A bold choice! A bold choice for a bold woman. Lilly’s concern here is one of technique, or in her words, “Are you a twirler or a slurper? Because twirlers win this round.” Alas, I am a slurper, an oral sprayer of sauces both red and white, an accidental expectorater of Parmesan particles during spit-takes of all kinds and a generally incompetent eater. But I’m still giving spaghetti a 9/10 because they’re my sheets, and I don’t care if the ballistic patterns at this particular crime scene indicate a toddler meatball fight. Nyah nyah.
Of Twitter users polled, a staggeringly low 28 percent agreed with me. Bummer.
Sheet Eat Score: 8 out of 10
Same potential problems as spaghetti, with the additional obstacle of all that broth slopping around in your bowl, still boiling hot because you were too impatient to let your ramen cool down before throwing your face into it. Lilly and I agree that instant ramen must be slurped at all costs, too, so it becomes a real balancing act with the broth and the slurping noodles and the hot bowl balanced ineffectively on your mattress. Again, this should really have a way lower score, but I’m a slovenly little broth goblin as previously established.
Weirdly, though Twitter users mostly weren’t on board with spaghetti, 58 percent think instant ramen is good to eat in bed.
Sheet Eat Score: 7 out of 10
I was surprised that this one fostered, like, no controversy. But then I remembered that most people don’t buy the “extra movie theater butter” varieties of popcorn and then proceed to melt additional butter on top as it comes out of the microwave. My family’s history with popcorn is tainted by tragedy: When I was little, my dad tried to microwave a bag of popcorn and accidentally set the microwave on fire. (After he put it out, he tried to build a fire in the fireplace, and set an additional fire. The people in my family shouldn’t be allowed to do things without a grown-up present.) My own popcorn quibbles are less dramatic but still, I think, relevant: What other snack contains as much butter and salt with which to assault your sleeping quarters? And Lilly points out something I hadn’t even considered. “Waking up with kernel-shaped imprints on you,” she notes, “is inevitable.”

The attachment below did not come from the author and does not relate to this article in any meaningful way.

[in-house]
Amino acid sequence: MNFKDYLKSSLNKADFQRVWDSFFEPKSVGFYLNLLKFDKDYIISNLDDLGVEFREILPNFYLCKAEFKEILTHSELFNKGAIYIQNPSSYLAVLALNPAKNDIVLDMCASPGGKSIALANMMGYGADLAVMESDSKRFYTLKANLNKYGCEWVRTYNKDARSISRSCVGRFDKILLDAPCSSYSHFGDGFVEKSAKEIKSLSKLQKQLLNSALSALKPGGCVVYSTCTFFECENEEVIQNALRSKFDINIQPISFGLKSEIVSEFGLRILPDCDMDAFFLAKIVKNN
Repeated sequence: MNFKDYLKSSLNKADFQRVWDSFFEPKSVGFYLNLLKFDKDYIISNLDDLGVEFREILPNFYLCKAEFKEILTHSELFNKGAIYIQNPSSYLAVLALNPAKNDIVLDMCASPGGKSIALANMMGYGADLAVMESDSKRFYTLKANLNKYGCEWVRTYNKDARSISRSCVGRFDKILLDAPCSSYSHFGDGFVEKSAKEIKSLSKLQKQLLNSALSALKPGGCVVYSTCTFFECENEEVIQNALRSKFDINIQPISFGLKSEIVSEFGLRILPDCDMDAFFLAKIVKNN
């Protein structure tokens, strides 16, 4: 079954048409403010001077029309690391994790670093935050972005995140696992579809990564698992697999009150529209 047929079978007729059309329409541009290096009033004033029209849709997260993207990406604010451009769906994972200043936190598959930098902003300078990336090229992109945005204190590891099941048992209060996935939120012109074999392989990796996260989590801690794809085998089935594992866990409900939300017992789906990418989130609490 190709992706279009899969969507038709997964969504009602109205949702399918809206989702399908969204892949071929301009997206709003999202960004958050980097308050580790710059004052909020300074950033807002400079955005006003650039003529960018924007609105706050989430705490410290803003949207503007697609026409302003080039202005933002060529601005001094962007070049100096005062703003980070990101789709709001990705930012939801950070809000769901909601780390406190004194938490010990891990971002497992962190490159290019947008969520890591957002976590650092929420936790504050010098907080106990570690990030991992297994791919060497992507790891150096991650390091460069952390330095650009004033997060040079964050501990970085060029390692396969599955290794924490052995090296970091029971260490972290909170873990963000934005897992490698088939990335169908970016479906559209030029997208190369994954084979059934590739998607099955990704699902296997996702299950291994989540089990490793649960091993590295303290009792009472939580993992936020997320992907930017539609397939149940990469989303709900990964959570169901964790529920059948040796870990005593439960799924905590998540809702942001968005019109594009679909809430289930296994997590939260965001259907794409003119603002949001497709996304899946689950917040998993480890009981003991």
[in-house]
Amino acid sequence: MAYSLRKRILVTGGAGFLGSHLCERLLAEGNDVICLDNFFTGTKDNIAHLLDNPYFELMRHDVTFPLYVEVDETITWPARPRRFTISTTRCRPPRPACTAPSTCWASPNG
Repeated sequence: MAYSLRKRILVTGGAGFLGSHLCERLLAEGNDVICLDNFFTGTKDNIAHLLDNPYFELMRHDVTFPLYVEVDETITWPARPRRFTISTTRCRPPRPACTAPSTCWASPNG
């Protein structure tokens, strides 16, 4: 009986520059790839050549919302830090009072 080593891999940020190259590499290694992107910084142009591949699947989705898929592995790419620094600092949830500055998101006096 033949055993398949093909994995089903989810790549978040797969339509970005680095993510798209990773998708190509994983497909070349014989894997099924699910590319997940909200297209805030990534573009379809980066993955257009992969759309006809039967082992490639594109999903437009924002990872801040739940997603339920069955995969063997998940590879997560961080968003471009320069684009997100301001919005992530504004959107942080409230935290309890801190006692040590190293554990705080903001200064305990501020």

Seventy-nine percent of Twitter users agree that popcorn can be happily eaten in bed.
Sheet Eat Score: 10 out of 10 (homemade); 6 out of 10 (store-bought)
To my mind, the critical distinction here is between homemade and store-bought cookies. Homemade cookies are consumed fresh out of the oven and present a melted chocolate chip hazard; store-bought cookies are consumed an entire sleeve at a time and present a crumb hazard. Homemade cookies require more work on the front end (to bake them), while all the labor of store-bought cookies happens on the back end. So I think homemade cookies win this round neatly, while Lilly opines that only with store-bought cookies can the enterprising eater “suck them through the bag like a Dyson.” A strong case, but one that fails to negate the hassle of finding crumbs from last month’s Oreos in this evening’s sheets.
Eighty percent of Twitter users agreed that cookies are a solid choice for bed-eating.
Sheet Eat Score: 8 out of 10
The high rating here is based solely on taste. Not only are potato chips some of the worst offenders when it comes to mess, but the mess in question is something of a biological weapon with the power to fuck up your skin something awful. Lilly concurs, warning, “Any residual crumbs left on your bed will result in serious backne.” Still, no amount of backne could stop me from inhaling a joint followed by an economy-size bag of Ruffles, all in the span of a single episode of Parks and Recreation. You call it grim, I call it Friday, baby!
Seventy percent of my Twitter focus-group members agree that potato chips are good to eat in bed.
A Healthy, Balanced Breakfast (Eggs, Pancakes, Coffee, Fresh Fruit)
Sheet Eat Score: 5 out of 10